Get the inside scoop on The Palace Theatre with free tours
Visitors on the annual free public tours of The Palace Theatre in Greensburg not only learn the theater’s history, but hear tales of its operation and other functions the venue serves.
“I think one of the things people enjoy the most is not just what they see, but what they hear. I tell a lot of stories,” says Teresa Baughman.
The theater’s director of operations and programming leads the tours the Westmoreland Cultural Trust is hosting.
“I’ve been here 24 years. I’m kind of the clearinghouse of (theater) history,” Baughman says. Reservations are not needed for the 9:30 a.m. and 11:30 a.m. Sept. 7 tours, recommended for those age 10 and up.
Guests will learn of the theater’s origins as the Manos Theatre, which opened in 1926 as a vaudeville theater, through the early 1990s when the Trust purchased the venue.
Special architectural and artistic features will be explored, including the restored murals created by acclaimed Chicago artist Louis Grell, whose paintings depict fairy tales. “I also also do group tours on request, subject to availability. We’ve had Scout troops, church groups, Red Hat Society, the Westmoreland Photographers Society — they come in to shoot all of the wonderful architectural points,” Baughman says.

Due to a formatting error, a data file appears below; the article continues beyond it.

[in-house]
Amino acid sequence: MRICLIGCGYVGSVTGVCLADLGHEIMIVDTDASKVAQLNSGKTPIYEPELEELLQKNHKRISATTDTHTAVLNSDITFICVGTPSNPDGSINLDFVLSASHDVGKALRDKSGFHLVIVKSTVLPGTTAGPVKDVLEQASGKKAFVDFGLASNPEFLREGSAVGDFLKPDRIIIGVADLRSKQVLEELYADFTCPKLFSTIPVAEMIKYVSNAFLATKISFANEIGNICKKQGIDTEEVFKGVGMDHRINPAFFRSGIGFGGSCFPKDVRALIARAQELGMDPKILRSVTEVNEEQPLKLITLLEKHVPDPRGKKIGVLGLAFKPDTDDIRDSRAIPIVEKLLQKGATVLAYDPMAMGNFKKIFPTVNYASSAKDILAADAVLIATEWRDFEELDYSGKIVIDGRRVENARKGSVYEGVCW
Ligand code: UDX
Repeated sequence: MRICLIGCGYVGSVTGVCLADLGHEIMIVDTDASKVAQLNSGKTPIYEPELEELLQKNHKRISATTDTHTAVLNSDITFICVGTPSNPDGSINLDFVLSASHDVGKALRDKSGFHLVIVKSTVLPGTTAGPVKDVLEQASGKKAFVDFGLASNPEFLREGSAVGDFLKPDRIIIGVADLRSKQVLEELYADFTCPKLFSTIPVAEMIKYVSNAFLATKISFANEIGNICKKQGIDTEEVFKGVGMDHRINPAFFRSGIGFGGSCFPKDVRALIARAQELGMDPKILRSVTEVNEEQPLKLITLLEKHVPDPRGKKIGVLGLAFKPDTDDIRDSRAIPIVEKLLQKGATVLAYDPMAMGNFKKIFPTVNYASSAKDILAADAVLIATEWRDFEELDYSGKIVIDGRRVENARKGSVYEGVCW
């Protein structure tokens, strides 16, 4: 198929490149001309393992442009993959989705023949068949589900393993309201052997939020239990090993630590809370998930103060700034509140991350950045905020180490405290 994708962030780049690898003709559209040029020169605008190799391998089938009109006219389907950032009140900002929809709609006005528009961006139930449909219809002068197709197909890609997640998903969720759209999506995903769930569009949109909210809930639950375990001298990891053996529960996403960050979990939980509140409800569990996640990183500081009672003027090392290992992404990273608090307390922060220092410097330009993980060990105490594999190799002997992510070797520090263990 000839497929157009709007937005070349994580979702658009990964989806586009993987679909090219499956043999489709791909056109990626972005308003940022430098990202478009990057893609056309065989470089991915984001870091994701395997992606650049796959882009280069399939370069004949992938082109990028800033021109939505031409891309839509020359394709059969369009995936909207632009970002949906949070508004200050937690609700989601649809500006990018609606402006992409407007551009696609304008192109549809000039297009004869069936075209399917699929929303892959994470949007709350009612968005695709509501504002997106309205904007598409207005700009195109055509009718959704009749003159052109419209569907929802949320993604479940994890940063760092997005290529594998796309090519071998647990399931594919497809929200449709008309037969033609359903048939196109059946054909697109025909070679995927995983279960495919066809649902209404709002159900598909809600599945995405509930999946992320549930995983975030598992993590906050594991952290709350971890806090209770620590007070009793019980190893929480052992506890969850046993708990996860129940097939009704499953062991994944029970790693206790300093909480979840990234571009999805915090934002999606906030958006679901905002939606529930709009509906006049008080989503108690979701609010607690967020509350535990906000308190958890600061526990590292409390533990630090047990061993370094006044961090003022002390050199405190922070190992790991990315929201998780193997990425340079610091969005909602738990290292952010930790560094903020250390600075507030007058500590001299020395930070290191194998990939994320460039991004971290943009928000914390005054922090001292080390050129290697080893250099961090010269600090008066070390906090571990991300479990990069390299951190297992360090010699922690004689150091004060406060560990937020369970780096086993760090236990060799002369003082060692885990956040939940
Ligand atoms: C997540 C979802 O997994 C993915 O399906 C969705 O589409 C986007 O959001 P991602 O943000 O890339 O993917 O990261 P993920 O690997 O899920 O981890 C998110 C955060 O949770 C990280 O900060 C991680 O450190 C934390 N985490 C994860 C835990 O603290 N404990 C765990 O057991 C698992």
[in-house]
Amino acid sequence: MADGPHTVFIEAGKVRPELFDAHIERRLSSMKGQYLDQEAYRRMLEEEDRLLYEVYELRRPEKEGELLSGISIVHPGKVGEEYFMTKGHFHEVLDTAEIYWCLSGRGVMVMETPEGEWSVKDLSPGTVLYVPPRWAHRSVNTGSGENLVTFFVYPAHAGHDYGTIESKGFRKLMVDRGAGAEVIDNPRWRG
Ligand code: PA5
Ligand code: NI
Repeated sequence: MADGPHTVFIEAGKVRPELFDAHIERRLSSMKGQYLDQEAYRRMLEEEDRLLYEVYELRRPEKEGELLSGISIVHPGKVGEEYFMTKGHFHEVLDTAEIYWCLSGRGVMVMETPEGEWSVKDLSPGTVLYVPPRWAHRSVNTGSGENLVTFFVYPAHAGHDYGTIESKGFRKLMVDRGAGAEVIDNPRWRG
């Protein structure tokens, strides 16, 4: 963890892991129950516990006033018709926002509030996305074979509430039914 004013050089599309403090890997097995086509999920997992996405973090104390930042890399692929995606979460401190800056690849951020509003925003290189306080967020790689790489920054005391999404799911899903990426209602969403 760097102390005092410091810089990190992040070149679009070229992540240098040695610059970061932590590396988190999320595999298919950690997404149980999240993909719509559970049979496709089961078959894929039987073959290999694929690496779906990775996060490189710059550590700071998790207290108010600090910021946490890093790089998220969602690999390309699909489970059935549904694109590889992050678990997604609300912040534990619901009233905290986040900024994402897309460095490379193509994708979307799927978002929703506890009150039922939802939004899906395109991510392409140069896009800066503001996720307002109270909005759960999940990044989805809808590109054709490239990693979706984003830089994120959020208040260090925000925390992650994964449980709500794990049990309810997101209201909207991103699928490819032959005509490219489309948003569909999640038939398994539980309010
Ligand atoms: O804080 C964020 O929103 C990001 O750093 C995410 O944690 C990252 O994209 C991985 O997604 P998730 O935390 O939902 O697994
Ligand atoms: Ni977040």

“Like Art Linkletter used to say, ‘Kids say the darnedest things,’” she adds.
Younger visitors may wonder about how many hours went into the theater’s construction, Baughman says, or share that a sibling has taken the stage in a “Nutcracker” or Stage Right performance.
“We have never charged. We want people to feel welcome to come. And maybe it helps them want to buy a ticket and come see a show. We get lot of first timers,” she says.
Tours include what Baughman calls “Tech 101,” when visitors learn about how things work on stage, from raising scenery to the color of lights.
“I get questions about how we get shows, how we price shows, how we put an offer together, ticket pricing,” she says. Visitors learn how costs including catering, limousine service, advertising, theater maintenance all affect ticket prices, along with a few interesting stories about performers.
Past and present
Baughman says doors will open at 9 a.m., and visitors can explore historical documents, photos and newspaper articles about the theater in the lobby prior to the tours.
The venue is ADA accessible, she adds.
“We’ve had a few weddings, some on stage, some in the mezzanine, some in Megan’s Suite. They are not as common as bridal and baby showers. We just booked a 16th birthday party, we’ve had anniversary and retirement parties,” Baughman says.
Mary Pickels is a Tribune-Review staff writer. You can contact Mary at 724-836-5401, [email protected] or via Twitter .